Marguerite Rawalt

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Marguerite Rawalt
Billington; Betty Naomi Goldstein Friedan (1921-2006); Barbara Ireton (1932-1998); and Marguerite Rawalt (1895-1989).jpg
Unknown woman, Betty Naomi Goldstein Friedan, Barbara Ireton, Marguerite Rawalt
Born (1895-10-16)October 16, 1895
Died December 16, 1989(1989-12-16) (aged 94)

Dr. Marguerite Rawalt (16 October 1895 – 16 December 1989) was an American writer and lawyer who lobbied in Congress on behalf of women's rights. She worked for the Internal Revenue Service for 30 years, and served on the board of directors for numerous interest groups relating to women's rights issues. Rawalt was a member of the National Presbyterian Church.

Early life

Rawalt was the oldest of three children, and was born in Prairie City, Illinois.[1][2] Her family eventually moved to Texas and settled there.[1] She attended the University of Texas in Austin for one year, then taught high school math in Lorena, Texas. From 1921-1924 she worked as secretary to Texas governor, Pat M. Neff. [3] She received her bachelor's law degree in 1933 and her master's law degree in 1936 from George Washington Law School.[4] In 1933, she started working as an attorney in the office of chief counsel for the Bureau of Internal Revenue.[4]

Women's issues and law

In 1943, Rawalt was elected as president of the Federal Bar Association, the first woman to hold the position.[1][5][6] During 1943 she also served as president of the National Association of Women Lawyers.[4] In 1966, Rawalt became a member of the National Organization for Women, and acted as their first legal counsel.[2][4]

Marguerite Rawalt, prominent lawyer and campaigner

Rawalt became involved with President Kennedy's Commission on the Status of Women under the invitation of Esther Peterson.[1][7] In 1964, Marguerite Rawalt wrote to members of Business and Professional Women and Zonta International, asking them to lobby for the passage of provision VII of the Civil Rights Act of 1964, which prohibited discrimination by employers on the basis of sex.[8] In 1972, Rawalt founded the Marguerite Rawalt Legal Defense Fund, a group focused on funding legal cases involving women's equity, particularly relating to financial equity.[9]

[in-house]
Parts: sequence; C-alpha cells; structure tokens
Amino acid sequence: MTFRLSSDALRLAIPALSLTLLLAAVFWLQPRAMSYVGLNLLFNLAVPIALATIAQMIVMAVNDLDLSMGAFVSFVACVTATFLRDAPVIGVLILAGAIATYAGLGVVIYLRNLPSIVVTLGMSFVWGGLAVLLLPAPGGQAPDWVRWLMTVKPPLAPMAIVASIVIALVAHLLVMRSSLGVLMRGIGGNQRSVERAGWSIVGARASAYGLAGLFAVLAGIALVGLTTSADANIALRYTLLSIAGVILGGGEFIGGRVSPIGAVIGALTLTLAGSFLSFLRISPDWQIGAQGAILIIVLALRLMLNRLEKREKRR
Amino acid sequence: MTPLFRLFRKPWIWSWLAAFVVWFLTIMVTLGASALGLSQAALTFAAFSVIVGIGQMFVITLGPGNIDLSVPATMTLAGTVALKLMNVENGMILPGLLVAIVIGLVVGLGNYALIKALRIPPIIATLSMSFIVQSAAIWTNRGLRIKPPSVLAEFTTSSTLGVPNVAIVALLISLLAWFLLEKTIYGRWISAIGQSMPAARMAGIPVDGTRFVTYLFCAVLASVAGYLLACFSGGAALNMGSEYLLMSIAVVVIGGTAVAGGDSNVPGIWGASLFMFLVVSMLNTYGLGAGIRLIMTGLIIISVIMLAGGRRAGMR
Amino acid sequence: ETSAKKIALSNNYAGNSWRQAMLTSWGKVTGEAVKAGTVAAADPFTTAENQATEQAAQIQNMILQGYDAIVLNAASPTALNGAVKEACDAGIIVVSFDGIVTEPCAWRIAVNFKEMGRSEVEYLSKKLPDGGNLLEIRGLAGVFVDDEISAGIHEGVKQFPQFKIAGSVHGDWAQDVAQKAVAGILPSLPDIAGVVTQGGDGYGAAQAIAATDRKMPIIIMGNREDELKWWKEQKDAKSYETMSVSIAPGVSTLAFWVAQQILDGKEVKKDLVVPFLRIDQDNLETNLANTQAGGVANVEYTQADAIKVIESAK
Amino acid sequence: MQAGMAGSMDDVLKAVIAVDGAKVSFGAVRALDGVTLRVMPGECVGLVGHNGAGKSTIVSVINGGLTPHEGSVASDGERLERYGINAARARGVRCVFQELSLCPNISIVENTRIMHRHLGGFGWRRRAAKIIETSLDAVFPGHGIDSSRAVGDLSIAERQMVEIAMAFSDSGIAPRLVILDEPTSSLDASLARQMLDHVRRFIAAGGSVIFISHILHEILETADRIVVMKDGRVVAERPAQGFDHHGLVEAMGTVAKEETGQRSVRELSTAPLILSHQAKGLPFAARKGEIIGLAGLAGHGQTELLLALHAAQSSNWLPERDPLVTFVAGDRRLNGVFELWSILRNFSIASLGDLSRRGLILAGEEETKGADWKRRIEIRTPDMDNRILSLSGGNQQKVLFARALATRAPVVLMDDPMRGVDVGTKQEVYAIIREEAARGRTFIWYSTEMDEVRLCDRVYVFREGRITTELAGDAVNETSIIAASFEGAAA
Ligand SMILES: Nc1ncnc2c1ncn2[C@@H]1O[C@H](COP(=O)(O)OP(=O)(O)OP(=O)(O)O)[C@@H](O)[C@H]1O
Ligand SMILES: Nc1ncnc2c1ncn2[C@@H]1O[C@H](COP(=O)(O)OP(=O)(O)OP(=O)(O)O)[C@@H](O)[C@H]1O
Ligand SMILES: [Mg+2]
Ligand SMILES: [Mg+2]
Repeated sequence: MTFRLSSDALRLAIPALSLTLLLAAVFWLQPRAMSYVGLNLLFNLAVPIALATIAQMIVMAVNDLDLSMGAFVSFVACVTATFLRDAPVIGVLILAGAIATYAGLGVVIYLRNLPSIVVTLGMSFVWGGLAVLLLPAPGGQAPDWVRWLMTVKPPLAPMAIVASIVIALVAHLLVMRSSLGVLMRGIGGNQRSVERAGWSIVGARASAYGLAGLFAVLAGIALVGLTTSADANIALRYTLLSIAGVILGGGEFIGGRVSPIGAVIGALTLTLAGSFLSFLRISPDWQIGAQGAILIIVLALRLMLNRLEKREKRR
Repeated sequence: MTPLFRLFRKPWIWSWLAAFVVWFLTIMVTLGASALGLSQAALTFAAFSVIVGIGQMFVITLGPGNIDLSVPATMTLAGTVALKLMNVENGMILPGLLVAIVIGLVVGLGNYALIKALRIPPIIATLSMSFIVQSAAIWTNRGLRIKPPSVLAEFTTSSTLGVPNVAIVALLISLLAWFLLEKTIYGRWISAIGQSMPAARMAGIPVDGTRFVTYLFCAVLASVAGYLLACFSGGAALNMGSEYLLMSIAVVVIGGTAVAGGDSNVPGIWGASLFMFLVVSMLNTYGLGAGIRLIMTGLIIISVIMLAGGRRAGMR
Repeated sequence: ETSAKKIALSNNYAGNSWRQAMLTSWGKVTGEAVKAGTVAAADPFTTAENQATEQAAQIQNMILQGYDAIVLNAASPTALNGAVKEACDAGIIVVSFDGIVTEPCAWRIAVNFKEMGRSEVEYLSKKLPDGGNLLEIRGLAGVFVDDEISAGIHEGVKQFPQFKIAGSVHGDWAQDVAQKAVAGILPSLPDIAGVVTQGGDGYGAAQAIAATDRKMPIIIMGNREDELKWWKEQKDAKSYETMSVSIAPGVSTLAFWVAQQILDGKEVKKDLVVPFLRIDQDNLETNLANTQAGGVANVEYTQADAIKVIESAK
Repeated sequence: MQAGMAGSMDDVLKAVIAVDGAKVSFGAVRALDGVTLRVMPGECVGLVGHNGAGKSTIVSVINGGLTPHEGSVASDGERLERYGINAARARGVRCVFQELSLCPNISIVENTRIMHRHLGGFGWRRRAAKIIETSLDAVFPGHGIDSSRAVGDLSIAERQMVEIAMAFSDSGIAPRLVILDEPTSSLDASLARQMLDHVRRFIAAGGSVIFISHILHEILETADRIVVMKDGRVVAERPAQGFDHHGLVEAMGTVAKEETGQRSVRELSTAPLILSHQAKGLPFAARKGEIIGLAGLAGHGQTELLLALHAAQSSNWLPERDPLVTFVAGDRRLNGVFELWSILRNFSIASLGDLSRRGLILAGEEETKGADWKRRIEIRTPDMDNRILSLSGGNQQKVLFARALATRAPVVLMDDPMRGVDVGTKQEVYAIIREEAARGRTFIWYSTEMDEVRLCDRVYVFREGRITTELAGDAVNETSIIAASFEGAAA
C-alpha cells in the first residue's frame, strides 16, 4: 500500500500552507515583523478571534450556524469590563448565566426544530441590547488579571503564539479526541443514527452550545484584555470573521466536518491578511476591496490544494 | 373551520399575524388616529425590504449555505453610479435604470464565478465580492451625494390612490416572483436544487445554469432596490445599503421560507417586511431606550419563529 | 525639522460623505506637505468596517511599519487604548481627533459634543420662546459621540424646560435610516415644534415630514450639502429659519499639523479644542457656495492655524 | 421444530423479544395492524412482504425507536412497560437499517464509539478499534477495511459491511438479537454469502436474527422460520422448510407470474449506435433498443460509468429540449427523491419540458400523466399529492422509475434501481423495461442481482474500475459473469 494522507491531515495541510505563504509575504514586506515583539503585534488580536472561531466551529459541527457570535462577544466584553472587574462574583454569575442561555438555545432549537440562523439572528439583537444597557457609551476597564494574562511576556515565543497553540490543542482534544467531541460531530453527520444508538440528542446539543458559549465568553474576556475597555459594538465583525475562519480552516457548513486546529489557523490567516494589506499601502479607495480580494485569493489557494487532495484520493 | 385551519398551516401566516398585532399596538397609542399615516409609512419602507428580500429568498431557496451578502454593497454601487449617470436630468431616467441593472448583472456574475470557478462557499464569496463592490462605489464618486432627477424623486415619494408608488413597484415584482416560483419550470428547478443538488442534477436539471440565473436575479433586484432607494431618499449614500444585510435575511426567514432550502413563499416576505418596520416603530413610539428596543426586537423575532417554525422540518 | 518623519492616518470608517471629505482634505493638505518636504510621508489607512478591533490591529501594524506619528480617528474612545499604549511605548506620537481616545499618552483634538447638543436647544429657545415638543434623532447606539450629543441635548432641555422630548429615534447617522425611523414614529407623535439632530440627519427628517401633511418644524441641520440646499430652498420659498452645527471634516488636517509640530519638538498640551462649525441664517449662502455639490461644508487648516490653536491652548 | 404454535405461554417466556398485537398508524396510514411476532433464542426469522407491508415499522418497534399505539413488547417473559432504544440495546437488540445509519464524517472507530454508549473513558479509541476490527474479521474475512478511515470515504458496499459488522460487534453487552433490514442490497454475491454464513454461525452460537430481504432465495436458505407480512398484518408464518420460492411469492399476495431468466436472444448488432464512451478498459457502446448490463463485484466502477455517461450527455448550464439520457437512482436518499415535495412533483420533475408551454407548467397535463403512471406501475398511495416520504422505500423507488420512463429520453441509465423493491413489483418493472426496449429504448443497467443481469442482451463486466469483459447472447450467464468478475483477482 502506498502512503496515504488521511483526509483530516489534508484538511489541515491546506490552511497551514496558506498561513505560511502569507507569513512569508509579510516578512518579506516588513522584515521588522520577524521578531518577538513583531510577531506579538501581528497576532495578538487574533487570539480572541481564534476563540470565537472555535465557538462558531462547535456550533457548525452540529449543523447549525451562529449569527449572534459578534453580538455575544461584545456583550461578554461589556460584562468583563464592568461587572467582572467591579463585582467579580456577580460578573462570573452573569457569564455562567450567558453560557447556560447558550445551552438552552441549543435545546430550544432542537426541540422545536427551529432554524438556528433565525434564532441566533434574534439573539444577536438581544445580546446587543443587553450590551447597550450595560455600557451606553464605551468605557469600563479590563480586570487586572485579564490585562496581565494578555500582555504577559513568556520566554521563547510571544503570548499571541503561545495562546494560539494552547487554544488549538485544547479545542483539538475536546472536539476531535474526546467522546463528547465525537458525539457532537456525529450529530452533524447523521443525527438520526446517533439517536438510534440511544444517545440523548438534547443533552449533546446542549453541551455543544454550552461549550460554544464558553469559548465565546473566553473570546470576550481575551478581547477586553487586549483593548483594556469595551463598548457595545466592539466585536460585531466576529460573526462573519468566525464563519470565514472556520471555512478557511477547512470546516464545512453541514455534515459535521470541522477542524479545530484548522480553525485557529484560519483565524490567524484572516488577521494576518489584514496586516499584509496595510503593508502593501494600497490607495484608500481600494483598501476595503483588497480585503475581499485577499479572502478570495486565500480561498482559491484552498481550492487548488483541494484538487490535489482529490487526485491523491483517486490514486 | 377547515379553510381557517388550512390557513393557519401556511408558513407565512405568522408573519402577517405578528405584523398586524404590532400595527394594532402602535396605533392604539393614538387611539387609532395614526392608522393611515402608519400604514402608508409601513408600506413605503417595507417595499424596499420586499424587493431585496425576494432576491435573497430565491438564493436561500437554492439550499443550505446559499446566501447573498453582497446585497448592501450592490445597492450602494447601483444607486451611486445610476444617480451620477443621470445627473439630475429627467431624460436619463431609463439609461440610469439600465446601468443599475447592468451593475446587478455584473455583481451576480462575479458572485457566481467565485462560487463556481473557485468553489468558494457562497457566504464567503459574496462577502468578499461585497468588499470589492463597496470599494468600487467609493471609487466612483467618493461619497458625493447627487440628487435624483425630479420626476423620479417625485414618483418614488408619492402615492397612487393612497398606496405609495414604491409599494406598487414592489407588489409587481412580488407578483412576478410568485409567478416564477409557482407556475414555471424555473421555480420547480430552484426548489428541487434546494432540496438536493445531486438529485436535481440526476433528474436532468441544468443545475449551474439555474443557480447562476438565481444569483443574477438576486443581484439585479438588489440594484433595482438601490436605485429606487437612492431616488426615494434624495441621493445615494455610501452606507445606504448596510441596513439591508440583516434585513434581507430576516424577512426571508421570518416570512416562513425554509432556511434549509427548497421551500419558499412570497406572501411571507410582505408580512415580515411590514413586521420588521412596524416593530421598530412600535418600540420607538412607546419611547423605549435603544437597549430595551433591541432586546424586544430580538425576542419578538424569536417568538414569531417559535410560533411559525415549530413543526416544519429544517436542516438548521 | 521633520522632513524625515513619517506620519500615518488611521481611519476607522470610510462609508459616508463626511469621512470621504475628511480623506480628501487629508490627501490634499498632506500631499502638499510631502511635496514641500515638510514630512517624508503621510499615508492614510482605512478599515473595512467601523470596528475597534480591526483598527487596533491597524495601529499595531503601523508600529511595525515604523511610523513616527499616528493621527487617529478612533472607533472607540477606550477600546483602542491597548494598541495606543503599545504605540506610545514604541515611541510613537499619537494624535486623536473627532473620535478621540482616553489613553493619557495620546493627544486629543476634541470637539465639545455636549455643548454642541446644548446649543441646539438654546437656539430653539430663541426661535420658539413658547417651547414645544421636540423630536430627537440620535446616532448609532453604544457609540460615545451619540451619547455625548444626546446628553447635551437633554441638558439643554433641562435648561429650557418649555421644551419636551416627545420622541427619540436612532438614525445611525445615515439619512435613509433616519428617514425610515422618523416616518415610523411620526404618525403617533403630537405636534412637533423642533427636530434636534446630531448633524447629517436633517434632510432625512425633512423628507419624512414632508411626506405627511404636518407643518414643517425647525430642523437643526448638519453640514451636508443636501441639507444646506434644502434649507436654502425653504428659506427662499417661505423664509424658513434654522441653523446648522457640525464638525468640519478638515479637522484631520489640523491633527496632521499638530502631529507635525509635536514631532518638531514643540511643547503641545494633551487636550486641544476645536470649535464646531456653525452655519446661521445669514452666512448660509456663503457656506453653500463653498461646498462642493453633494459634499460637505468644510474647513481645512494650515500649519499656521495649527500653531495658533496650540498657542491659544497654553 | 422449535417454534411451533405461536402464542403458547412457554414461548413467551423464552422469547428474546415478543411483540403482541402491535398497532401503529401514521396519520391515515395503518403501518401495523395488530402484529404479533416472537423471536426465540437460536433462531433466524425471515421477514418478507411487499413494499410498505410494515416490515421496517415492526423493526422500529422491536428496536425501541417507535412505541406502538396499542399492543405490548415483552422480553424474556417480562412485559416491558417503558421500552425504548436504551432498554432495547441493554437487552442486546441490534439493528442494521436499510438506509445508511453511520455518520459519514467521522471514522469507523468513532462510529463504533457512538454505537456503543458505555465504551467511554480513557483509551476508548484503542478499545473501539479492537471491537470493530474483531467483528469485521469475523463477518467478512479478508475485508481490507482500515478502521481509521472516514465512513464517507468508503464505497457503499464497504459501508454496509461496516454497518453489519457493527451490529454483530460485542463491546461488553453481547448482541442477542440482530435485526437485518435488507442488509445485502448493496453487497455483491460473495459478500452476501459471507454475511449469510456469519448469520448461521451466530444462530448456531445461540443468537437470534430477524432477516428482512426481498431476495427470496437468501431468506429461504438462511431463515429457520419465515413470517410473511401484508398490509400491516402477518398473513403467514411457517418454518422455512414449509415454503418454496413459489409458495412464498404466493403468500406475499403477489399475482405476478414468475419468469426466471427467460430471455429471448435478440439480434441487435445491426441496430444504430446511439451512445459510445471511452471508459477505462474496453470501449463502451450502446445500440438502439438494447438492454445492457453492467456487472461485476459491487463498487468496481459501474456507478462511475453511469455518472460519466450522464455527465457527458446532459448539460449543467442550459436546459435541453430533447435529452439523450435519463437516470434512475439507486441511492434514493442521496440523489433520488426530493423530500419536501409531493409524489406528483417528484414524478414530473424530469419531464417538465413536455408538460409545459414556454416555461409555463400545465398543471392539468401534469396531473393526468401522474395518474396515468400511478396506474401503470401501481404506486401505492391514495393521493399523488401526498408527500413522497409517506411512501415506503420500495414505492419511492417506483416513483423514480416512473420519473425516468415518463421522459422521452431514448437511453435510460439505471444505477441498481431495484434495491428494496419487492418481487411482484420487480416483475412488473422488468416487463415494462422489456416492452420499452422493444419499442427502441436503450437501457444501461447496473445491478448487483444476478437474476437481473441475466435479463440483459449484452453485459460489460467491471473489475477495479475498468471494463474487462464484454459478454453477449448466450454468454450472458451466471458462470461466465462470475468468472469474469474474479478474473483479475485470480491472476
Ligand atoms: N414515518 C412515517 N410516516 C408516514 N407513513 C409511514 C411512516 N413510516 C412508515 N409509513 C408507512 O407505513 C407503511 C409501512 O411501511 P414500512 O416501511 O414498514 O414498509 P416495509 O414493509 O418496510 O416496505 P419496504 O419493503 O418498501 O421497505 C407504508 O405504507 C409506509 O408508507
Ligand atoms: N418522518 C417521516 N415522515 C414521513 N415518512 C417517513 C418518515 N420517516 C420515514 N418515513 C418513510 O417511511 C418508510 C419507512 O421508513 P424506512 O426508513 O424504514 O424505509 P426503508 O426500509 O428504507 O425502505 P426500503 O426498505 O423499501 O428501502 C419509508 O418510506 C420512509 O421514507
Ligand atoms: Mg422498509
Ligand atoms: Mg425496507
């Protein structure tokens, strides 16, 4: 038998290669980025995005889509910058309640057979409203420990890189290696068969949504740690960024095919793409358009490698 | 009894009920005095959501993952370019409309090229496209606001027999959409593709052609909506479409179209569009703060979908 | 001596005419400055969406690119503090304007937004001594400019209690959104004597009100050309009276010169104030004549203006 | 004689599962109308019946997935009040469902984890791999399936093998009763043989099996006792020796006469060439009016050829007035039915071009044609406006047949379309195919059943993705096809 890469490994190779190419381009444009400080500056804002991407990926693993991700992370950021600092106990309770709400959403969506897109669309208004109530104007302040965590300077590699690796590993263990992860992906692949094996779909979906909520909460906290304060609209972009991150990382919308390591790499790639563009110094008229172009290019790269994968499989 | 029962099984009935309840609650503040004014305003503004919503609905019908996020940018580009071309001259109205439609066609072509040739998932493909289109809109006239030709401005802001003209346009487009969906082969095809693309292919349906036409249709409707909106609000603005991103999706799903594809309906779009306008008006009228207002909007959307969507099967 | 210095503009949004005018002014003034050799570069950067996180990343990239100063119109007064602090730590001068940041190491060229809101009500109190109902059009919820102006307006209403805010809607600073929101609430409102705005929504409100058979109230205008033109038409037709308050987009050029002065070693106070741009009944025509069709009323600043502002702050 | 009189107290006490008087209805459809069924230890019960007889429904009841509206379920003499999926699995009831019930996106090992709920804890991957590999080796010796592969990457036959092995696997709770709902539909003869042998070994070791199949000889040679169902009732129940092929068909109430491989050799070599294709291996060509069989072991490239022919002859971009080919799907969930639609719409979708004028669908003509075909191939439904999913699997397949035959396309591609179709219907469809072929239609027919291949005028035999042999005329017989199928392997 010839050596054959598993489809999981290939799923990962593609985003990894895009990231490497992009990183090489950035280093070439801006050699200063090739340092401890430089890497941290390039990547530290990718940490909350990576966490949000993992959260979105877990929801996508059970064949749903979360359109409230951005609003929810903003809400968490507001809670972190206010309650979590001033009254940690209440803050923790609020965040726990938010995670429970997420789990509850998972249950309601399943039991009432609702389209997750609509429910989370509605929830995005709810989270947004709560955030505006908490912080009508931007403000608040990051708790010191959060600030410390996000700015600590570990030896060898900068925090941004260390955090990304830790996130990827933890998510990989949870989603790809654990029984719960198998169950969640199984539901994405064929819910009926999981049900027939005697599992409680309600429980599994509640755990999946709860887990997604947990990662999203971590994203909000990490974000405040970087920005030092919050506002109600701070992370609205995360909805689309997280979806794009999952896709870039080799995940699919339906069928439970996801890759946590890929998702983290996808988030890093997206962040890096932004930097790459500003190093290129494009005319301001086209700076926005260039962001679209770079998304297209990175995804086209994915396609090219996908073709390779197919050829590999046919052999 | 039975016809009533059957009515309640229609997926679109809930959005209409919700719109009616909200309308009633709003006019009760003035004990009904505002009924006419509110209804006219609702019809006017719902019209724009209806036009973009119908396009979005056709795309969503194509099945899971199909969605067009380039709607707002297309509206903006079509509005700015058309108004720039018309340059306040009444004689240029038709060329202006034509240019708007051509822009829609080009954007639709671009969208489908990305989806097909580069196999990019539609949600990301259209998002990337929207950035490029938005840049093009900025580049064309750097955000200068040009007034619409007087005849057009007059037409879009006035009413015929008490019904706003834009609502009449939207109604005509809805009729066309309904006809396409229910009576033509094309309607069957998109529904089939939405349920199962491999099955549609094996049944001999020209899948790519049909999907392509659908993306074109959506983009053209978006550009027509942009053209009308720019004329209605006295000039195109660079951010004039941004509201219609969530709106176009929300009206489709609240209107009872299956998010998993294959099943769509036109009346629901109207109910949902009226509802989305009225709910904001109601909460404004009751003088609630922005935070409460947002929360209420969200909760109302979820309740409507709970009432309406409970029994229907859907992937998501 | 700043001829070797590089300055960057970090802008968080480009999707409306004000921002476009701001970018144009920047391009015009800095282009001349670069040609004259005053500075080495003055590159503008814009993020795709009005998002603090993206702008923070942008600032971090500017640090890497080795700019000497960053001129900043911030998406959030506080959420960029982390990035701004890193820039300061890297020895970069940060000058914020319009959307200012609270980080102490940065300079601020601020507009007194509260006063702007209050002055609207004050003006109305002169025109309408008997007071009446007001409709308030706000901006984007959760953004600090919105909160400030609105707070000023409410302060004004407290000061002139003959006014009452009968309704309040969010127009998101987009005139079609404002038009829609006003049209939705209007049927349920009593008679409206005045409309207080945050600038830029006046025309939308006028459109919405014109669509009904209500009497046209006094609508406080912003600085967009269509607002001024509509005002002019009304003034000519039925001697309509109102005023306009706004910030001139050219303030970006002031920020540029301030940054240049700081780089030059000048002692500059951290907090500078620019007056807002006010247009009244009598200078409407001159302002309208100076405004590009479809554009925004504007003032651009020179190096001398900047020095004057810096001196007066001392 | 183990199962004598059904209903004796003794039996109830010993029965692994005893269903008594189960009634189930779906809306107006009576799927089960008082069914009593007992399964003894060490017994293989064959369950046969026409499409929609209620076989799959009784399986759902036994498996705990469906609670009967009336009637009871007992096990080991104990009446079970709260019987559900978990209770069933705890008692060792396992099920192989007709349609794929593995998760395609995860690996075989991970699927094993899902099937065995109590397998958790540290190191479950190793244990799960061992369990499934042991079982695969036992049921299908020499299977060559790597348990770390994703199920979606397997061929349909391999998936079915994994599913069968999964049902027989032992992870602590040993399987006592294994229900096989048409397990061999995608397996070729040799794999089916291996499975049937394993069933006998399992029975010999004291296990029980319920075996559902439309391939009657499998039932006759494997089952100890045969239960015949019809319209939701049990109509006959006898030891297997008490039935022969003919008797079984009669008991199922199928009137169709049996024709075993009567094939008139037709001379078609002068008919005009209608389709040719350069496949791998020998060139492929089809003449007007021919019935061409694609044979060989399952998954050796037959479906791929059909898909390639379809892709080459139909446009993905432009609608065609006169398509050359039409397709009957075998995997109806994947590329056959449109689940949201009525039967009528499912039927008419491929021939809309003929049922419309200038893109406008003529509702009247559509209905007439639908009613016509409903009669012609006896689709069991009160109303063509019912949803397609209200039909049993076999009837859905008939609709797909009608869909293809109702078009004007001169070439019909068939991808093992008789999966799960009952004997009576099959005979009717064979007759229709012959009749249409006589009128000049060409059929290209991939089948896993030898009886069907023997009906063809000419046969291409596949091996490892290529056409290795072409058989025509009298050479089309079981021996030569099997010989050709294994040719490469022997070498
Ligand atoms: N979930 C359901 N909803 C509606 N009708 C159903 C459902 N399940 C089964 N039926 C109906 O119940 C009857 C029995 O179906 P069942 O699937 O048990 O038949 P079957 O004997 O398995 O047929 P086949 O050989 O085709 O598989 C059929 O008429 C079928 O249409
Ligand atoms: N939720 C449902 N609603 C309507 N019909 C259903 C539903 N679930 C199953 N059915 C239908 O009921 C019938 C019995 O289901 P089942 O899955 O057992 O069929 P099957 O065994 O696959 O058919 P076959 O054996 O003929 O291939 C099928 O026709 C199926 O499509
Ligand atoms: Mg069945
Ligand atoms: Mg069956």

She retired from the IRS in 1965, having been employed by them for 30 years.[2][5]

See also

References

  1. ^ a b c d Mary Becker (1 October 1998). "The sixties shift to formal equality and the courts: an argument for pragmatism and politics". William and Mary Law Review. 
  2. ^ a b c "Former Indonesian Envoy, Author Soedjatmoko Dies". The Washington Post. 22 December 1989. 
  3. ^ Hartmann, Susan M. "Marguerite Rawalt," pp. 536-538. Ware, Susan, and Stacy Lorraine Braukman, eds. Notable American Women: A Biographical Dictionary Completing the Twentieth Century. Cambridge, Mass: Belknap Press, 2004.
  4. ^ a b c d "Rawalt, Marguerite - Biography". President and Fellows of Harvard College. 2000. Retrieved 30 March 2009. 
  5. ^ a b Davis, Flora (1999). Moving the Mountain: The Women's Movement in America since 1960. Urbana: University of Illinois Press. p. 35. ISBN 0-252-06782-7. 
  6. ^ "U.S. Attorney General Talks Tough in New Orleans". The Baton Rouge Advocate. 4 October 1993. 
  7. ^ Elizabeth Kasto (27 August 1983). "Woman's Party Gathers to Celebrate a Landmark". The Washington Post. 
  8. ^ Schenken, Suzanne O'Dea (1999). From suffrage to the Senate: An Encyclopedia of American Women in Politics. Santa Barbara, Calif: ABC-CLIO. p. 144. ISBN 0-87436-960-6. 
  9. ^ Slavin, Sarah (1995). U. S. Women's Interest Groups: Institutional Profiles. Westport, Conn: Greenwood Press. p. 263. ISBN 0-313-25073-1. 

External links

  • In Memoriam: Marguerite Rawalt
  • Harvard University Library - Rawalt, Marguerite
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